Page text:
Category Archives: Wedding


After yesterday’s post, Intimidated I was going through my yarn to find colors for the June and July squares I have planned for the Granny Square Project.  I really have got to get caught up on that. (Now that it’s almost August.)

As I was searching through skeins I found one of many unfinished projects in my stash.  This Ripple Baby Afghan was one of my early favorites when I first started crocheting as I have mentioned in a previous post; and it gave me a great idea.  I can use this pattern for my first parasol! (With thread instead of yarn of course.)

parasolThis is an eight-pointed ripple afghan and I think would be perfect  to use as a very simple first attempt.  I can add a slight modification with rows of open stitches (dc, chain 2, skip 2 sts, dc)  in place of the white rows shown here to open the pattern up and highlight the ripple effect.

Once I get this one done, I think I’ll have more confidence to try something like this beauty.

But first I have got to get caught up on The Granny Square Project!  Once I finish the total of 4 squares for June and July I will start right up on this lovely.  I really hope it works as I’m expecting it to.  Very excited!

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There aren’t very many things that intimidate me in crochet, but two of them seem to go together.

I want to crochet a lace parasol.  That in and of itself doesn’t intimidate me.  I think what makes me shy away is the time.  You see, what does intimidate me is crochet instructions that come in the form of a diagram rather than written instructions.  diagram

I have never attempted to make anything from a diagram before.  I know a lot of people can only crochet from a diagram, and not from written instructions.  I am not one of them.  This just looks very scary to me.  I feel like I would get lost so quickly here.

And for some reason most of the patterns I’ve been able to find for crocheted parasols come in the form of diagrams.  Of course.  As I understand it, a written pattern for an eight sided doily can be used for a parasol, but there is also some modification that will likely have to be done, including continuing after the doily pattern has finished to fill the whole umbrella frame.  This leaves some designing work to be done.  And I’m not really afraid of that so much as I previously mentioned, as the time.  I’m concerned that I’ll have a hard time making sure I have enough (or not too many) stitches so that they parasol will open and be sufficiently stretched out to be flat but not too loose or too tight because you have to increase with each round as the diameter gets bigger.  This could require a lot of frogging and reworking, taking up precious time.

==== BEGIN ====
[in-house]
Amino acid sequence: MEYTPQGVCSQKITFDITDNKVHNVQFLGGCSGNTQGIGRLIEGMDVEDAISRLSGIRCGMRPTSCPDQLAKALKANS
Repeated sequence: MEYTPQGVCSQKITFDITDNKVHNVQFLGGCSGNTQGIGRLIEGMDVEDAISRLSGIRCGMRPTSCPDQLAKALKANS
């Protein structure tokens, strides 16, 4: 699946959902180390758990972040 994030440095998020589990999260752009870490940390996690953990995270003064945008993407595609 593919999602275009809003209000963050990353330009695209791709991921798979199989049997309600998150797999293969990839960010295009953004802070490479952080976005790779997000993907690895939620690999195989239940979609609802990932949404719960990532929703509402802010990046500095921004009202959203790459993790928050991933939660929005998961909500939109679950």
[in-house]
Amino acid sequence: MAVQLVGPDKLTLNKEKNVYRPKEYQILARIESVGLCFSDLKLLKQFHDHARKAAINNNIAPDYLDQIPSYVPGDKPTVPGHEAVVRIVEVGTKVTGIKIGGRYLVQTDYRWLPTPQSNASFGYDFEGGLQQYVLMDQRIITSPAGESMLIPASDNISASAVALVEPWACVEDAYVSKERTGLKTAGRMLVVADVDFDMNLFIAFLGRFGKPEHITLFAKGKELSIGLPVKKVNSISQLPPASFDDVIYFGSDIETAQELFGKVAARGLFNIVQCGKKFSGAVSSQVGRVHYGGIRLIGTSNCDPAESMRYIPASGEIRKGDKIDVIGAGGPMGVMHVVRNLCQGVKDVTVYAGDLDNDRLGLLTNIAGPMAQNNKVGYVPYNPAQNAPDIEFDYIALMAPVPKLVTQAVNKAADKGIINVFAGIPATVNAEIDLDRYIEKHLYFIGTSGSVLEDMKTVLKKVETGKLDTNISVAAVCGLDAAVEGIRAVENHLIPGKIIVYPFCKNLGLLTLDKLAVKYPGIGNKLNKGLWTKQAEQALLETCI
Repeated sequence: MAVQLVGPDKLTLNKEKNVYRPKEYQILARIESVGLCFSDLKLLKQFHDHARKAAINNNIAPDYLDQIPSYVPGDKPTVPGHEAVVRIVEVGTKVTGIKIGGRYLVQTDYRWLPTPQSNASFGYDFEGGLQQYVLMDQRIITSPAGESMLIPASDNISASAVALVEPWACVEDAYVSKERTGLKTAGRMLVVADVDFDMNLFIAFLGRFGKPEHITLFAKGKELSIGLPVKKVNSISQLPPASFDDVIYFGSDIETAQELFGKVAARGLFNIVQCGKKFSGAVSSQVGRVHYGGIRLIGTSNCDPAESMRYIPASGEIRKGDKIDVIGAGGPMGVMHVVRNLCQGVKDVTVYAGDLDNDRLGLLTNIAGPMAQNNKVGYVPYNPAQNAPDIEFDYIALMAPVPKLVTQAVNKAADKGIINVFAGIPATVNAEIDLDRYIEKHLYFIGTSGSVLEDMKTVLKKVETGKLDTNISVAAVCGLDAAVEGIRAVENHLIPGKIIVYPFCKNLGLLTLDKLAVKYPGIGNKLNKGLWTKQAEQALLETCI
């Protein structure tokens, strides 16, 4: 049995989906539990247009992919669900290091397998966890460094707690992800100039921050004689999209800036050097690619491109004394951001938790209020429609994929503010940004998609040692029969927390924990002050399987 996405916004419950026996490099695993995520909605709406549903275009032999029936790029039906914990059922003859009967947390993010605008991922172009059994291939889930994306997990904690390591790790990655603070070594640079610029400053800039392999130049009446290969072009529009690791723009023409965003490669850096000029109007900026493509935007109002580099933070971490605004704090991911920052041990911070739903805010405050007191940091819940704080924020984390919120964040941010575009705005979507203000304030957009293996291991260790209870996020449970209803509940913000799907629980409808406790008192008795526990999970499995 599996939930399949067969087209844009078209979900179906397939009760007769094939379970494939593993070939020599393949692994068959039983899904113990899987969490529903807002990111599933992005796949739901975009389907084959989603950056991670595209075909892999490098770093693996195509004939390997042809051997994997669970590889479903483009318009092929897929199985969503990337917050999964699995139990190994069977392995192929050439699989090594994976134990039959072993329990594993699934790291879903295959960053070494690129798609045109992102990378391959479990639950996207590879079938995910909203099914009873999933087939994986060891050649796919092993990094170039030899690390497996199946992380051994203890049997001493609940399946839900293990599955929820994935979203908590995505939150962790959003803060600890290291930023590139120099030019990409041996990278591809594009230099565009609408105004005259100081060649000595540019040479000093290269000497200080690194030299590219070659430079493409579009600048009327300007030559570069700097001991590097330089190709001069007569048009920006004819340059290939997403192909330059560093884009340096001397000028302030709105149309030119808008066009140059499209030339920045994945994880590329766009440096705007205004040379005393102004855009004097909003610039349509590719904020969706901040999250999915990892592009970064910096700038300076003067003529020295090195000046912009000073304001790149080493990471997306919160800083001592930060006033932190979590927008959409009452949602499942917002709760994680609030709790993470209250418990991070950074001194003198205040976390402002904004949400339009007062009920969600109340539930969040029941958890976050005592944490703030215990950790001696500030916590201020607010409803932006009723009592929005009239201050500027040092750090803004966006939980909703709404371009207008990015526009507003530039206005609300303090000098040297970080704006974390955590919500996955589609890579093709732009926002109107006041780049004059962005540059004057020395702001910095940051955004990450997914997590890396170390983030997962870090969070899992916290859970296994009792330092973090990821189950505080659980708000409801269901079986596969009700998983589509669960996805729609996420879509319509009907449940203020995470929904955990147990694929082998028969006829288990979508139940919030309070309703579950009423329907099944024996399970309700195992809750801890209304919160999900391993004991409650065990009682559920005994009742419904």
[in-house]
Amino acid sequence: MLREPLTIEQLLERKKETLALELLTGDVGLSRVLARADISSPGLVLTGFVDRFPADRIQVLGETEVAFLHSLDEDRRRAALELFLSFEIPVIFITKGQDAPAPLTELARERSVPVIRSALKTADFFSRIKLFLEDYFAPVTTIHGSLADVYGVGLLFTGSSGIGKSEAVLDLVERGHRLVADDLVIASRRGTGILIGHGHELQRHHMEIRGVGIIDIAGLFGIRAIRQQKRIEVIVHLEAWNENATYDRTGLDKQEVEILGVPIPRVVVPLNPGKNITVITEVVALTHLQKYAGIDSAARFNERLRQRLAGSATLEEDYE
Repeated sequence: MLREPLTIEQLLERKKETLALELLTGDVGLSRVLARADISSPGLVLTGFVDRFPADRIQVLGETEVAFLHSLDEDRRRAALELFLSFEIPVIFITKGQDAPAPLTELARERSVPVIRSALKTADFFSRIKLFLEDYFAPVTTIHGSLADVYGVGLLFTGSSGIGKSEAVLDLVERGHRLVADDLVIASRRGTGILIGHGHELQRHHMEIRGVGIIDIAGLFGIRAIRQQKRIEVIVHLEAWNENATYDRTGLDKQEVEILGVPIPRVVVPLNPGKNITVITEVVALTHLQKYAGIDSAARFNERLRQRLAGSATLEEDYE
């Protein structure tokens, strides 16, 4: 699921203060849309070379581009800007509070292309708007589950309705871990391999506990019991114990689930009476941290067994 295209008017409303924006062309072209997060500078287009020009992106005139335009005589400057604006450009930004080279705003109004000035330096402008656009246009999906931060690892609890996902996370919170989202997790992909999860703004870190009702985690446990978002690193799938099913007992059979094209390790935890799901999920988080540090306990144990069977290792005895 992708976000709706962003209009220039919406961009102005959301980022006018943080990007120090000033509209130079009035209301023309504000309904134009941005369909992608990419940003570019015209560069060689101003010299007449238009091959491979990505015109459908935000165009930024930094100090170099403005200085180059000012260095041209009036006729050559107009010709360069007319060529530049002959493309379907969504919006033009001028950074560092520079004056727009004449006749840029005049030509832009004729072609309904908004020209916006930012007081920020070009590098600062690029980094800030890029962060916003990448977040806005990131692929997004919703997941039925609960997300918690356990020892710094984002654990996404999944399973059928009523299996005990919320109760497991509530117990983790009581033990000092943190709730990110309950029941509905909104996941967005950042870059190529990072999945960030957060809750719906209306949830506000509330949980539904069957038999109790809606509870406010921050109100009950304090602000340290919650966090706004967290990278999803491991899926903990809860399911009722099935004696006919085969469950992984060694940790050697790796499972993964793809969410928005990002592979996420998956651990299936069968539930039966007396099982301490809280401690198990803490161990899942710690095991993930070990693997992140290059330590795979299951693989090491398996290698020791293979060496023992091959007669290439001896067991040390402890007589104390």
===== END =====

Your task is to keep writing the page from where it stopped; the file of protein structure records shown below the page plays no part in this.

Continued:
I’ll figure something out and get one made eventually.

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Wedding Handkerchiefs

Another gift made for my wedding…  I wanted to make something for my Bridesmaids that they could use for  my wedding that would go with my colors and their dresses.  So I crocheted lace edging on handkerchiefs for them.  I found a unique hankie with their respective initials for each of them on Ebay and then used the same variegated thread for the edging that I had used on some of my candle holders. 

The pattern for these was incredibly simple.  The hardest part was crocheting the base stitches around the handkerchief, right through the material.  After that it was just a matter of chain stitches and single crochet stitches in the spaces those chains made, repeating this around the handkerchief until the desired width was achieved.  Believe it or not, this part actually took quiet a bit of time.